With the end of Gilad Shalit’s five years in captivity, political advocacy NGOs are grossly misrepresenting the facts in order to advance their own fringe agendas. This tactic was no more clear and egregious than in Sari Bashi’s “Time to lift the Gaza siege.”
Bashi employs selective memory to advance the specious argument that the sole reason for Israel’s imposition of sanctions on Hamas was retaliation for the capture of Shalit. Now that he is free, Bashi claims, Israel should allow for the unfettered movement of all goods in and out of Gaza.
Her argument is based on the faulty premise that Israeli policies are the only obstacle to “a chance for normal life in the Gaza Strip, and an opportunity for its million and a half residents to build a healthy, prosperous society that would be able to peacefully co-exist with its neighbors.”
Bashi seems to live in a world of her own invention, devoid of 10,000 rockets since 2005, suicide bombs, shooting attacks, kidnappings, and other terrorist attacks. Rather, this fictional world is apparently filled with a peaceful Hamas. While we, too, wish this to be true, it simply is not. To paraphrase the late US Senator Daniel Patrick Moynihan: Individuals are entitled to their own opinion, but not their own facts.
In 2005, Israel uprooted 8,000 citizens from Gaza in a bold, courageous and significant policy change intended to give the Palestinians there a chance to begin real state-building efforts, and to build a prosperous Gazan society that could live side-by-side in peace with Israel.
Instead of reciprocating with peace overtures, within days of the withdrawal, Gazans destroyed the now infamous greenhouse buildings that Israel left for them, and rocket and mortar fire on Israeli civilians substantially increased.
Hamas attacked many of the border crossings between Israel and Gaza that were used to transfer goods to the territory, forcing them to close in many instances. At other times, Hamas fighters commandeered these goods altogether for their own use. Hamas also attacked European Union officials who had agreed to oversee the border between Egypt and Gaza.These officials ran away at the first sign of intimidation.
Finally, in June 2006, Hamas crossed into Israeli territory, killing soldiers and abducting Shalit. In 2007, Hamas took complete control over Gaza in a vicious coup where its political Fatah opponents were thrown off 17-story buildings. Again, rocket attacks on Israel increased. It was only at this point when Israel hardened its economic policy towards Gaza.
Pointedly, Bashi fails to inform her readers of any of these events. Nor does she explain why her organization failed to regularly and outspokenly campaign against these blatant violations.
If Bashi really thought that Shalit’s abduction was the reason for economic sanctions on Gaza, then why didn’t her organization, Gisha, tirelessly campaign for his release? Why did she not repeatedly and loudly condemn Hamas rocket attacks on Israeli civilians or its murderous suppression of political opposition?
Moreover, why doesn’t Bashi acknowledge the funneling of arms and other materiel to Hamas by Iran and Syria? Why doesn’t she note that Israel is obligated under Security Council Resolution 1373 to prevent any direct and indirect support for Hamas, a recognized terrorist organization? And why don’t Bashi and Gisha condemn the core nature and principles of Hamas – a genocidal, anti-Semitic, radical terror organization that targets civilians with impunity and brutally exploits its own citizens as human shields to achieve its goals?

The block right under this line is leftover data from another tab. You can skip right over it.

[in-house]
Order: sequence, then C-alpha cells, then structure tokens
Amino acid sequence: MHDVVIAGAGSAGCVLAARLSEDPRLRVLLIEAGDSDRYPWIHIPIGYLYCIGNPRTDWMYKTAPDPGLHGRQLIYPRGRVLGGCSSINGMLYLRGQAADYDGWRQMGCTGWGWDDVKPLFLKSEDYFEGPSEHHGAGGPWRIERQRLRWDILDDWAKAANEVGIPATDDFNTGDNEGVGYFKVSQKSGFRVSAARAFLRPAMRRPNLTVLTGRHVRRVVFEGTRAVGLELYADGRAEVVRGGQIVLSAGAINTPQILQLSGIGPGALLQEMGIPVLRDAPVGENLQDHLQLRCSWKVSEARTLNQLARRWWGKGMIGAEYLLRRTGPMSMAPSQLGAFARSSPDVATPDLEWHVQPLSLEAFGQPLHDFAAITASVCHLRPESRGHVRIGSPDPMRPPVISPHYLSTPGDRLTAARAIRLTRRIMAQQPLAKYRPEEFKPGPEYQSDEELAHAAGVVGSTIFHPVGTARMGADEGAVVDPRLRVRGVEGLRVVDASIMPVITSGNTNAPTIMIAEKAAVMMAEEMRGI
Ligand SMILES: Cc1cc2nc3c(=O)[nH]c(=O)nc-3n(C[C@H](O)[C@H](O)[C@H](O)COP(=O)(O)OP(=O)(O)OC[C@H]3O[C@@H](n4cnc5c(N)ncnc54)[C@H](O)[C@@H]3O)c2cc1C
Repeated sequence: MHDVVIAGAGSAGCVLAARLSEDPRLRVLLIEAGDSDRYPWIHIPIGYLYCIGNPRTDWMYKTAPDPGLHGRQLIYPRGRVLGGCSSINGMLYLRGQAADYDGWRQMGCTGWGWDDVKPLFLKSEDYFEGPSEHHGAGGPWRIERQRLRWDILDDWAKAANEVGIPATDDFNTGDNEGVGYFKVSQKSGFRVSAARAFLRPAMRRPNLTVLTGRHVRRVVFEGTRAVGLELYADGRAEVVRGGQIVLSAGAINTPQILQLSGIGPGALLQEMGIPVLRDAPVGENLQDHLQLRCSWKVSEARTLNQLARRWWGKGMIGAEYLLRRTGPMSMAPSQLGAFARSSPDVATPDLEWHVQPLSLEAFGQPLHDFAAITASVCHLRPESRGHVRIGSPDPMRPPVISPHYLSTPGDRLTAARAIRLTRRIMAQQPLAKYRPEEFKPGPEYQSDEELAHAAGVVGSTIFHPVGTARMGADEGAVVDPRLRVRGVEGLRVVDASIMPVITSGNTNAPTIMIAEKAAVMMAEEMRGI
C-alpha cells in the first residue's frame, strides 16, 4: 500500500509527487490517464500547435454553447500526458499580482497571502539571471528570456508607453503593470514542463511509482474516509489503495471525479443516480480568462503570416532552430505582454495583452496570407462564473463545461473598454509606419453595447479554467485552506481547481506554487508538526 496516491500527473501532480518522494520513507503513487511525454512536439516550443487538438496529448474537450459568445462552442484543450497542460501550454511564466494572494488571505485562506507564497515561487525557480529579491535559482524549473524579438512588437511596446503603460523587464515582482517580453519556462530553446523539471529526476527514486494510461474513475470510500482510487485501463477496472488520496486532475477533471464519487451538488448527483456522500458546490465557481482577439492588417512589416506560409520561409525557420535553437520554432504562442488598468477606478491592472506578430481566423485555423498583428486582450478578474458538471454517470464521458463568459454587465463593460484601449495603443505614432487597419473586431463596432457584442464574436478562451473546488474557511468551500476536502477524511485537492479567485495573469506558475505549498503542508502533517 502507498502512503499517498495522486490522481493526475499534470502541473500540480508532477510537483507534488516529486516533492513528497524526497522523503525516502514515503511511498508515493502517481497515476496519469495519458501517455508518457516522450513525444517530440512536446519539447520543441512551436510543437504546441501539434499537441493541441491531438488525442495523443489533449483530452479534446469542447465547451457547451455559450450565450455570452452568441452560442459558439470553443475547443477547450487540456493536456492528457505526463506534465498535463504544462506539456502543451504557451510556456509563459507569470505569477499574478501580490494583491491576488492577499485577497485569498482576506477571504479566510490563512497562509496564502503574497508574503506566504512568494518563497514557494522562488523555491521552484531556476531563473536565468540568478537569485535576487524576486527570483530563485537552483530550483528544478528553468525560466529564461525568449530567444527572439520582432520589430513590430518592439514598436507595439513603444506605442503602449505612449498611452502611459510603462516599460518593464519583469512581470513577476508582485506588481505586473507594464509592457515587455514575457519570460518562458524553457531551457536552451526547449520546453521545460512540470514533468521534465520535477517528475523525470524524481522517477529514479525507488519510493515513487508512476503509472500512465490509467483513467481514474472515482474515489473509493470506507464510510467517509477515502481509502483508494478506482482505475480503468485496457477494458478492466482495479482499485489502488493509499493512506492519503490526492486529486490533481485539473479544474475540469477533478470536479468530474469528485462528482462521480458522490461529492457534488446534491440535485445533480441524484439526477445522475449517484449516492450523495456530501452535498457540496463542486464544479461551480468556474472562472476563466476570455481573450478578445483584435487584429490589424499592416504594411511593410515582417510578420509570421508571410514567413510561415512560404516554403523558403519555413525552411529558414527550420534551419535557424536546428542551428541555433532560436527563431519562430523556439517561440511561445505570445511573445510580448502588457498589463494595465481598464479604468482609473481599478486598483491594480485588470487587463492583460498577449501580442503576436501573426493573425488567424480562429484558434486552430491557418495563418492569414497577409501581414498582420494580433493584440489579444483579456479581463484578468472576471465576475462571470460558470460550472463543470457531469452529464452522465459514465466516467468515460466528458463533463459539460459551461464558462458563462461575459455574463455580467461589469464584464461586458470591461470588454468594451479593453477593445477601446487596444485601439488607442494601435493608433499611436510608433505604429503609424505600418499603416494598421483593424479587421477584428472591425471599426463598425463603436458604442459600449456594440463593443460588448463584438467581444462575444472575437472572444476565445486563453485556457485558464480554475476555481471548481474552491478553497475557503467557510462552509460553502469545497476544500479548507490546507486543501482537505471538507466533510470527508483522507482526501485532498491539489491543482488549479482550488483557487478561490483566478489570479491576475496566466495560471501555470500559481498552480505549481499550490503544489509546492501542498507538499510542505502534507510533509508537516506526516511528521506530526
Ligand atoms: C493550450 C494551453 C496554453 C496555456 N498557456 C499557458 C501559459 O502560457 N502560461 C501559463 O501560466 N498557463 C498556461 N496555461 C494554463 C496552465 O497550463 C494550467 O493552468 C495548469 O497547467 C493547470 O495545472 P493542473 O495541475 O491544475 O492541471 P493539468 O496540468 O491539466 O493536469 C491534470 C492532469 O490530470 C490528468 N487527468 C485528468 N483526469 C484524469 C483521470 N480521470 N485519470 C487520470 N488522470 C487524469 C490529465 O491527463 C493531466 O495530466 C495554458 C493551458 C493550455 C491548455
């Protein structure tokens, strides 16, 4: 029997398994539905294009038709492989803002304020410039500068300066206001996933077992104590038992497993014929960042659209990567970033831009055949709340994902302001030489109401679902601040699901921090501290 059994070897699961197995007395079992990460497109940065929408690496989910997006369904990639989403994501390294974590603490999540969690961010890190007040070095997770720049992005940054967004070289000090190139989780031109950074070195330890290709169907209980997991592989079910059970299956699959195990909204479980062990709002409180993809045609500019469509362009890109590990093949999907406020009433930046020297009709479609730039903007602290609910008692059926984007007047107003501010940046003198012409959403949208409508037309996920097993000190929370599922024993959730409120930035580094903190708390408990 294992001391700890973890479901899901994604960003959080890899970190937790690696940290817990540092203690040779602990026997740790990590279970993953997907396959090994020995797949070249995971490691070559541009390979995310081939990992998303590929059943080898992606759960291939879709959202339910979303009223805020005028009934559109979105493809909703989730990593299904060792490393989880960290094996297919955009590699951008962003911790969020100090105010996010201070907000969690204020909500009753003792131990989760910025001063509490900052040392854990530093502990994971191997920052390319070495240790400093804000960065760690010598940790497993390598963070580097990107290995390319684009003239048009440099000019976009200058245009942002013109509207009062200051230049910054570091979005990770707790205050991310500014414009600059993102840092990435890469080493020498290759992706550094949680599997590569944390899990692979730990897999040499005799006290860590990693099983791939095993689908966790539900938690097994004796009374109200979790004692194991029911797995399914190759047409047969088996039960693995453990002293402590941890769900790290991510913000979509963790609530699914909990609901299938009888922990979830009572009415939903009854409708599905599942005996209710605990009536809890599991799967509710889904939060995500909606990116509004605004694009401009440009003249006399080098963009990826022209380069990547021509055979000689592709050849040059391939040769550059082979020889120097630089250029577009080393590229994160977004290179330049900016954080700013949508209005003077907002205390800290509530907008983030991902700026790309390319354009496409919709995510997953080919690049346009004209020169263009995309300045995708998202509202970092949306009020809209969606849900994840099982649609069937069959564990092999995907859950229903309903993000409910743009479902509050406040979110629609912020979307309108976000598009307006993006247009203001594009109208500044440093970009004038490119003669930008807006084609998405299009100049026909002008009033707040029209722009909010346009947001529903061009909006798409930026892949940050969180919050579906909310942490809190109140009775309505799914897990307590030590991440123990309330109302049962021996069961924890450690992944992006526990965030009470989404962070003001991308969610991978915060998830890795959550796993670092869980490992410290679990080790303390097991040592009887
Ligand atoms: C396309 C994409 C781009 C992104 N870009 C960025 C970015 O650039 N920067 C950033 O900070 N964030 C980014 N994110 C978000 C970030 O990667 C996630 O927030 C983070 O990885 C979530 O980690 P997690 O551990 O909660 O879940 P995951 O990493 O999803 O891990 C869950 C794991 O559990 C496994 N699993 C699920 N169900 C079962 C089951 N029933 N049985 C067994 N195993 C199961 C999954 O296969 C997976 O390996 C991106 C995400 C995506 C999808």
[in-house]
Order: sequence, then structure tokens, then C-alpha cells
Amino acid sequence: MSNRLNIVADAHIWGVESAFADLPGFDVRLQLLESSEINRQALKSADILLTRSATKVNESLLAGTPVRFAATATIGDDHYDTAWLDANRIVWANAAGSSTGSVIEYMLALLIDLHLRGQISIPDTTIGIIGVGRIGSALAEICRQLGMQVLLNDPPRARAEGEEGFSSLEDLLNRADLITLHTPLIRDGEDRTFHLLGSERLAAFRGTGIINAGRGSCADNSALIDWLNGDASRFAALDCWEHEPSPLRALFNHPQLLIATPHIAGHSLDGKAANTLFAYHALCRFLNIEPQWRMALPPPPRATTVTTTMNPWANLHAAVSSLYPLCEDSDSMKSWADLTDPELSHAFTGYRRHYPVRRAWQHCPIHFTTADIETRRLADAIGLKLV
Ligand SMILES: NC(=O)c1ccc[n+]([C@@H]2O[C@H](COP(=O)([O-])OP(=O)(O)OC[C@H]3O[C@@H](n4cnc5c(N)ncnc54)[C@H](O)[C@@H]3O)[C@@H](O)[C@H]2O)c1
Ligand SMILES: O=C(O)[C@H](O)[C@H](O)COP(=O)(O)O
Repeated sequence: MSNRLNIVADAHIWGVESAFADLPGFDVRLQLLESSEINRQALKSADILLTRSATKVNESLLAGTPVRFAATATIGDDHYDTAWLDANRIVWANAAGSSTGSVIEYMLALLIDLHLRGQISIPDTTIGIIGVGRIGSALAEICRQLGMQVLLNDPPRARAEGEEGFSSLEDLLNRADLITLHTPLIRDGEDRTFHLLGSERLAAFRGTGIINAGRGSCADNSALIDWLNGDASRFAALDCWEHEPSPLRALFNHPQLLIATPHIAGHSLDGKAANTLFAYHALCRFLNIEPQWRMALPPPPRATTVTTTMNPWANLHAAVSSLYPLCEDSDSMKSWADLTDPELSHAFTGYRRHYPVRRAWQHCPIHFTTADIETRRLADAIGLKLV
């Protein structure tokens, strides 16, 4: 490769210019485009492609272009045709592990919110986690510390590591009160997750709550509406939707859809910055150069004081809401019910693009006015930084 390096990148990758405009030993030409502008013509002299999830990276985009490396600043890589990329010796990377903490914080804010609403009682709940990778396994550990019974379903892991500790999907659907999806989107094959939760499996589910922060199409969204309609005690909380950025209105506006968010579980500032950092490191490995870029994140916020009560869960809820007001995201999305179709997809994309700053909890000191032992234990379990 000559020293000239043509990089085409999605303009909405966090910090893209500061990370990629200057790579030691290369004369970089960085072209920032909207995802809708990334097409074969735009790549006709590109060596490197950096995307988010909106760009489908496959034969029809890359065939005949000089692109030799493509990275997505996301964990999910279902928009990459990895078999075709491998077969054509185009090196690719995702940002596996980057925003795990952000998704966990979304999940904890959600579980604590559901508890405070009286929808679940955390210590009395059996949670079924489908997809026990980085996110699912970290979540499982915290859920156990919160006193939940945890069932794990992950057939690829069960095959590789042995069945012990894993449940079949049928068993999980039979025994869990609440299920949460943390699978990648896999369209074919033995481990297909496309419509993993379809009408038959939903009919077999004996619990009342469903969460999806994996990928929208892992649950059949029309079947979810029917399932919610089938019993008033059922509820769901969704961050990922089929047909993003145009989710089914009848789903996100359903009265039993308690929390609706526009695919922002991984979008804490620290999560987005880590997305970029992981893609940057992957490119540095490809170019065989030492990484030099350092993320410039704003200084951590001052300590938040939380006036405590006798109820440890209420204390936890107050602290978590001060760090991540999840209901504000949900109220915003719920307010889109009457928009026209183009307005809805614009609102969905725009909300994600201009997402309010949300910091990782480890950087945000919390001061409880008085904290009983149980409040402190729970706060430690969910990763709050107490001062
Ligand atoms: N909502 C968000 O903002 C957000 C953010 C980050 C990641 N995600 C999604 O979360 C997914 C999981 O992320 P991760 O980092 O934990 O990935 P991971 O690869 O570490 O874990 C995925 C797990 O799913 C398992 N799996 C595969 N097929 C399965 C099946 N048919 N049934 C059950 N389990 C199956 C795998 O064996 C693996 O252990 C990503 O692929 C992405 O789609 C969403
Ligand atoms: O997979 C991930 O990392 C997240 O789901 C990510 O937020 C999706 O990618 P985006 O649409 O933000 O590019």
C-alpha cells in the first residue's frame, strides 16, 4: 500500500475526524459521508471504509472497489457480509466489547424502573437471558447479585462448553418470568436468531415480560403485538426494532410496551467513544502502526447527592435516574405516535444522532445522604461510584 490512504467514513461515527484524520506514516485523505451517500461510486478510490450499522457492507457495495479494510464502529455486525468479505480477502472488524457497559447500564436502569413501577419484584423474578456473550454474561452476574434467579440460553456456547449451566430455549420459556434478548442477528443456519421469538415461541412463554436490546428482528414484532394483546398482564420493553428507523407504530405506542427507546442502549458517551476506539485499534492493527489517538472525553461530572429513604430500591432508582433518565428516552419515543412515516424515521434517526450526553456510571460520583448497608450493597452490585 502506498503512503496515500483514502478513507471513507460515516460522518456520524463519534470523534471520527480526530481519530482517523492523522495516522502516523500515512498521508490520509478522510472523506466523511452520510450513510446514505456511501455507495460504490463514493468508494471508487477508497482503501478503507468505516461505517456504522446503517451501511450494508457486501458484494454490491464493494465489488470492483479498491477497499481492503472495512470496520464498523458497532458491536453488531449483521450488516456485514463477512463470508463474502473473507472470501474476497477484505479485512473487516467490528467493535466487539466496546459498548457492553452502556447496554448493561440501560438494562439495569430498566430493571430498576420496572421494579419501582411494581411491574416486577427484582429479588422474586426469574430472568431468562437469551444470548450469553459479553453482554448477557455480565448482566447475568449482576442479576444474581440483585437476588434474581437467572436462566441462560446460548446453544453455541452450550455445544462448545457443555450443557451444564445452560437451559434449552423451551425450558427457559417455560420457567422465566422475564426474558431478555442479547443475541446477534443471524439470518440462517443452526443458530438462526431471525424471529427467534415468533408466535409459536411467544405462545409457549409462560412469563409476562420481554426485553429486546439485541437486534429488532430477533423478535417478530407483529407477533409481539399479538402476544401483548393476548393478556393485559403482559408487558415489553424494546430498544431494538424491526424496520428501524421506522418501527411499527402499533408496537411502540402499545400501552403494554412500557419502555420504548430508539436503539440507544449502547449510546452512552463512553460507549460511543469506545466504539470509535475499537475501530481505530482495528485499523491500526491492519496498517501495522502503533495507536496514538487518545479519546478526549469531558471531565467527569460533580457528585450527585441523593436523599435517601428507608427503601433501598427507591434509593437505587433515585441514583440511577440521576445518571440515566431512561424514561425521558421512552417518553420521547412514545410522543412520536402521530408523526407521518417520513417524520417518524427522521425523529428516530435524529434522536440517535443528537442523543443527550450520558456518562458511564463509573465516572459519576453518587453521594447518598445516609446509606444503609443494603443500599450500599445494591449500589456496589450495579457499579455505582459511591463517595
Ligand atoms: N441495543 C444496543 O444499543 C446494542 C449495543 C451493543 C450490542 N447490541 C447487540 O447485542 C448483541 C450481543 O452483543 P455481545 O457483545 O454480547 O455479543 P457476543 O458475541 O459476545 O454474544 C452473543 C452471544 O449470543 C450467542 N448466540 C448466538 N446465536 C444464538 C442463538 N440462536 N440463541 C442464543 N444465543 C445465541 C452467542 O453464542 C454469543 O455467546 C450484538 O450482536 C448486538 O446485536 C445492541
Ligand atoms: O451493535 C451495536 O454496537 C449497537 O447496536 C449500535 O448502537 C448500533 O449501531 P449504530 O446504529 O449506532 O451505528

If Bashi really wants Gazans to have “a chance for a normal life”, why doesn’t she campaign to free them from Hamas?
One wonders if Bashi saw footage from Gaza and read the news reports in the days after Gilad Shalit returned home. Along with celebrations and speeches welcoming home murderers and calling for the “next Gilad Shalit,” she would have read the speech by Wafa al-Biss. Al-Biss, it should be noted, was caught at the Erez border crossing in 2005 with 22 pounds of explosives she was planning on using to kill Israelis.
Upon her release to Gaza she told a crowd of cheering schoolchildren, “I hope you will walk the same path we took and God willing, we will see some of you as martyrs.” The children responded, “We will give souls and blood to redeem the prisoners. We will give souls and blood for you, Palestine.”
Rather, it would be more productive if Bashi and Gisha stopped using hundreds of thousands of Euros provided by the EU and European governments to cherry pick human rights issues solely based on biased political and ideological agendas. They should strongly and consistently condemn terrorism. And Israel’s policy in Gaza should be presented and understood in a manner that reflects history’s realities and all the accompanying complexities, not in a distorted and oversimplified version that so blatantly seeks to achieve narrow policy goals.
Anne Herzberg is legal advisor of NGO Monitor, a Jerusalem-based research institution dedicated to promoting universal human rights and to encouraging civil discussion on the reports and activities of nongovernmental organizations, particularly in the Middle East.
Jason Edelstein is communications director of NGO Monitor.